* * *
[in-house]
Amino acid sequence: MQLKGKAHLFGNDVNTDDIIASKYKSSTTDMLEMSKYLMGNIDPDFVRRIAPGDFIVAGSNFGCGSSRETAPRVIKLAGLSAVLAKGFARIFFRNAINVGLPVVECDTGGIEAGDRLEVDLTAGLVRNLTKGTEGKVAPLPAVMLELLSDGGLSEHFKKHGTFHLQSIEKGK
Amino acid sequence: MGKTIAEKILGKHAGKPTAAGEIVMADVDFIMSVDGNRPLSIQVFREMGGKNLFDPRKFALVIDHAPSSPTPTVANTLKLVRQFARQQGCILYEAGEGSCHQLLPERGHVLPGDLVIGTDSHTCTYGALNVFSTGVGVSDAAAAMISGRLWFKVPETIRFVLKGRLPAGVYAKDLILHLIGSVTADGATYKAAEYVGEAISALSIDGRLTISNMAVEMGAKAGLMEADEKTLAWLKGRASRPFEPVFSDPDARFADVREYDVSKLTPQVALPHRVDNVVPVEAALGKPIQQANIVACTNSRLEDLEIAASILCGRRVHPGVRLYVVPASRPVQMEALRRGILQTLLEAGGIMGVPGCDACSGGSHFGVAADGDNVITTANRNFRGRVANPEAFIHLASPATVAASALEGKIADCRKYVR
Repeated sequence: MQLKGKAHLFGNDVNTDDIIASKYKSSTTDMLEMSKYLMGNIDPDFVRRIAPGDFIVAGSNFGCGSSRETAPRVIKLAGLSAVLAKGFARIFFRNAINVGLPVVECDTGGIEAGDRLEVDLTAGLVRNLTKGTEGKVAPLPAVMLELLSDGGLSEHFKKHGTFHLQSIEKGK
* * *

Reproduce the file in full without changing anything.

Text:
[in-house]
Amino acid sequence: MQLKGKAHLFGNDVNTDDIIASKYKSSTTDMLEMSKYLMGNIDPDFVRRIAPGDFIVAGSNFGCGSSRETAPRVIKLAGLSAVLAKGFARIFFRNAINVGLPVVECDTGGIEAGDRLEVDLTAGLVRNLTKGTEGKVAPLPAVMLELLSDGGLSEHFKKHGTFHLQSIEKGK
Amino acid sequence: MGKTIAEKILGKHAGKPTAAGEIVMADVDFIMSVDGNRPLSIQVFREMGGKNLFDPRKFALVIDHAPSSPTPTVANTLKLVRQFARQQGCILYEAGEGSCHQLLPERGHVLPGDLVIGTDSHTCTYGALNVFSTGVGVSDAAAAMISGRLWFKVPETIRFVLKGRLPAGVYAKDLILHLIGSVTADGATYKAAEYVGEAISALSIDGRLTISNMAVEMGAKAGLMEADEKTLAWLKGRASRPFEPVFSDPDARFADVREYDVSKLTPQVALPHRVDNVVPVEAALGKPIQQANIVACTNSRLEDLEIAASILCGRRVHPGVRLYVVPASRPVQMEALRRGILQTLLEAGGIMGVPGCDACSGGSHFGVAADGDNVITTANRNFRGRVANPEAFIHLASPATVAASALEGKIADCRKYVR
Repeated sequence: MQLKGKAHLFGNDVNTDDIIASKYKSSTTDMLEMSKYLMGNIDPDFVRRIAPGDFIVAGSNFGCGSSRETAPRVIKLAGLSAVLAKGFARIFFRNAINVGLPVVECDTGGIEAGDRLEVDLTAGLVRNLTKGTEGKVAPLPAVMLELLSDGGLSEHFKKHGTFHLQSIEKGK